Duke Energy’s emphasis over the past year at two power plants in the Piedmont Triad has been on cleaning up coal ash, closing basins where the waste product had been submerged and relying more heavily on natural gas to make electricity.
Duke Energy Gas Expansion
Duke Energy is planning a massive increase in its burning of natural gas to produce electricity. This would be a climate disaster because of the large amounts of super-potent methane that leak unburned from gas operations, particularly fracking. Read more here and in the news items below about NC WARN’s work to block Duke’s fracking gas future.
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Residents living in the rural parts of Eastern North Carolina are no stranger to environmental hazards. Various industries have pinpointed the region — where the environmental justice movement was born — for projects, such as coal ash dumps, liquid fertilizer plants, and concentrated hog farms. Local grassroots activists have fought off many …
Letter to the Editor by Jim Warren. In its latest 15-year Integrated Resource Plan filed in September, Duke projects to be 5 percent renewable in the Carolinas by next year. In 2033, Duke projects to be 8 percent renewable — which is under the current national average for utilities.
Natural gas, composed principally of methane, has been hailed as a clean “transition” fuel … But beneath this rosy narrative lies a more complex story. Gas is associated with health and environmental hazards and reduced social welfare at every stage of its life cycle.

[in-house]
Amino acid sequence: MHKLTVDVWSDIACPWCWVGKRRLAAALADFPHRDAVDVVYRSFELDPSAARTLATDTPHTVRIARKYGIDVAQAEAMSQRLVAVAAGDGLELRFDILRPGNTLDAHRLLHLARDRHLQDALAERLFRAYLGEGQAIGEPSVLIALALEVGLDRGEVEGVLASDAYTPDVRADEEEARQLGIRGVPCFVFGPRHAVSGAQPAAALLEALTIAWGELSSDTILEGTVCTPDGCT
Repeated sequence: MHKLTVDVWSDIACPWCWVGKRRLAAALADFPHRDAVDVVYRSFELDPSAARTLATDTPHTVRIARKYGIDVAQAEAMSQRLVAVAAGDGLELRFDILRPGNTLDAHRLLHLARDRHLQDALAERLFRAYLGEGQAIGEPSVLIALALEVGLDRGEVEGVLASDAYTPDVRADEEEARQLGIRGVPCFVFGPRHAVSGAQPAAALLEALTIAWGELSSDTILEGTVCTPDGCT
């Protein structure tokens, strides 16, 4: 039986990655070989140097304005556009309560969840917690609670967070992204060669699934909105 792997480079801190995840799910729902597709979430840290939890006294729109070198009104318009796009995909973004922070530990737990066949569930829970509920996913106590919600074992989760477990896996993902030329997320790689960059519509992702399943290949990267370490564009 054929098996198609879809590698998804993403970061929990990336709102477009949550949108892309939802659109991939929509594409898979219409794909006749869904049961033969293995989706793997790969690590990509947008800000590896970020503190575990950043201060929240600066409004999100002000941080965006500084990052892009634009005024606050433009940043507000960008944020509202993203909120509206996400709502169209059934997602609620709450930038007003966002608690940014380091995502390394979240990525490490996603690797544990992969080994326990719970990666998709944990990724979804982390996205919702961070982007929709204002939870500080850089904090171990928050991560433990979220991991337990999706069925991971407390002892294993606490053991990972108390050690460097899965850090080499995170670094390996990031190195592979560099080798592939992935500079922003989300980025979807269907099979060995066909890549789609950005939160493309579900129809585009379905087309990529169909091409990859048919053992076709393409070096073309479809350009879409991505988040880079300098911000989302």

From the Editorial Board. When it comes to approving natural gas pipelines, North Carolina’s environmental regulators apparently can’t keep their standards straight.
Letter to the Editor from Drew Shindell and Dale Evarts. It’s time for leaders across the country to stop the expansion of natural gas infrastructure.
The global energy transition is happening faster than the models predicted, according to a report released today by the Rocky Mountain Institute, thanks to massive investments in the advanced-battery technology ecosystem.
From the editorial boards of the News & Observer and Charlotte Observer. It sounded good a few years ago: natural gas, cleaner than coal and better for the environment. But now burning more natural gas is sounding like the wrong turn at the wrong time.
More than 400 public radio supporters and listeners have called on WUNC Radio management to help the public better understand the causes and potential solutions to the accelerating climate crisis, and they expressed their concern that “WUNC may be downplaying the dangers of Duke Energy’s growing use of natural gas,” particularly in light of Duke’s prominent advertising on the station.
A climate scientist at Duke University, in a letter backed by two dozen former officials at the U.S. Environmental Protection Agency, called Thursday for a halt to natural gas development in North Carolina.